County will take over having Deer Carcasses removed for Municipalities The State ended the practice of picking up deer carcasses on October 1st – the County will handle the service for its local governments
(Woodbury, NJ) – Gloucester County Freeholder Director Stephen M. Sweeney and Freeholder Deputy Director Bob Damminger said that the county has issued a bid seeking proposals from vendors to pick up deer carcasses from county roads and from all the county’s 24 municipalities’ roads.
“Last year there were 429 deer carcasses that were removed from county and local roads by the state, and this year the state has taken the deer removal money out of the budget,” said Freeholder Director Stephen M. Sweeney. “Neither the county or the municipalities has budgeted for this extra cost, however we have received numerous requests from our local government officials for help with this issue,” Sweeney said.
On October 1st the state ended their practice of picking up deer carcasses from any other roadways beyond state roads.
Freeholder Deputy Director Damminger, liaison to the Department of Public Works, said, “We know from our experience that when the county can assist municipal governments by providing a service we achieve the greatest efficiencies for the taxpayers.”
“By the county funding the deer carcass removal program we can help our local governments from experiencing a cost they did not budget for,” stated Damminger. “If the state is going to ‘buck’ this responsibility, then the county will step up to the plate and fund it. We are leaders in regionalization and shared services, and it would be ludicrous to have 24 towns all going out to bid for this service, it would cost a fortune just in administrative paperwork alone,” Damminger stated.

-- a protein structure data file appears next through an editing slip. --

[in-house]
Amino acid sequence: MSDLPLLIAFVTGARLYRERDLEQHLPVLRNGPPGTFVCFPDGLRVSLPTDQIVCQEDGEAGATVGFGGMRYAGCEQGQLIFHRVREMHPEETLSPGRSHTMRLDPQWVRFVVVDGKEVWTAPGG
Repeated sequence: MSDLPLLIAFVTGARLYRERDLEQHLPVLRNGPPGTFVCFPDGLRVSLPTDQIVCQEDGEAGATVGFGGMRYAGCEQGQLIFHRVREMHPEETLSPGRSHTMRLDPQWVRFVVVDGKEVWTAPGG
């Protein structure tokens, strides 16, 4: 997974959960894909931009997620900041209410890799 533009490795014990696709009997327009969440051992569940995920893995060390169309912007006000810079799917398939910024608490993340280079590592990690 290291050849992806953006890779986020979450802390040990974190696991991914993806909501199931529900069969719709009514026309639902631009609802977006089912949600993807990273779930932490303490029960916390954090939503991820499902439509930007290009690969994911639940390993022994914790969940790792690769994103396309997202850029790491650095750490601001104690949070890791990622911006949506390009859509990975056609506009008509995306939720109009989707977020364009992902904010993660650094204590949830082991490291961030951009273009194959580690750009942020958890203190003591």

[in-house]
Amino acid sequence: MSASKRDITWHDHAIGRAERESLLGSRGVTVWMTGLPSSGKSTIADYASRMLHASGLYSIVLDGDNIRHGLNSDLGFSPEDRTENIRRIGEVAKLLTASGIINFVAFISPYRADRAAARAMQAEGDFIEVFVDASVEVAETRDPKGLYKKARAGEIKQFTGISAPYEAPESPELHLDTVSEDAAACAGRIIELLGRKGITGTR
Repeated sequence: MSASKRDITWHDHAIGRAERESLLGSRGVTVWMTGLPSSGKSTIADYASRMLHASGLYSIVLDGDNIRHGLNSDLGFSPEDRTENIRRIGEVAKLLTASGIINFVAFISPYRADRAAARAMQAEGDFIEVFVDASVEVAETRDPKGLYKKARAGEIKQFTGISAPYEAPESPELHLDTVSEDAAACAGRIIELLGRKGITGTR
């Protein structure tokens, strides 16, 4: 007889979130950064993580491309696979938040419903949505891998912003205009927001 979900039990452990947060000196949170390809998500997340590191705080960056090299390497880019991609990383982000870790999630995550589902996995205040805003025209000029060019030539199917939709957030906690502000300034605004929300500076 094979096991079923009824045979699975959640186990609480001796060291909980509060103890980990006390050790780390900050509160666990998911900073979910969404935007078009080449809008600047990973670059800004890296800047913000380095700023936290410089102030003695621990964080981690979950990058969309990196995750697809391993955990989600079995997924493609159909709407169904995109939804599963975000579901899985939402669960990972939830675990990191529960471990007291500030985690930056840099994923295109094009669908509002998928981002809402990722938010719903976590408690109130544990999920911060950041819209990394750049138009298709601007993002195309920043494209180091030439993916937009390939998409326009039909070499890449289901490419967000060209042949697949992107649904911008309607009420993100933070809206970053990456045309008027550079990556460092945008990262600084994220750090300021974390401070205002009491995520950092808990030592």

South Harrison Township Mayor Jim McCall said that the state’s elimination of the removal program places a large financial and manpower burden on his municipality.
October 19, 2006
“As a mayor I am grateful that the county is stepping in to assist us with this issue. We didn’t allow for deer removal in our budget this year because we had no warning that the state wouldn’t continue to provide the service. We have been forced to use our public works department to remove deer carcasses over the past few weeks,” Mayor McCall said. “Some days we can have as many as three deer to remove, which may not sound like a lot, but it adds up with the disposal costs and having to divert manpower from projects they are already working on,” stated McCall.
The county’s bid is due back on November 1st and is anticipated to be issued as a two year contract for the service. The service would be to remove deer carcasses from county and municipal roads, not private property.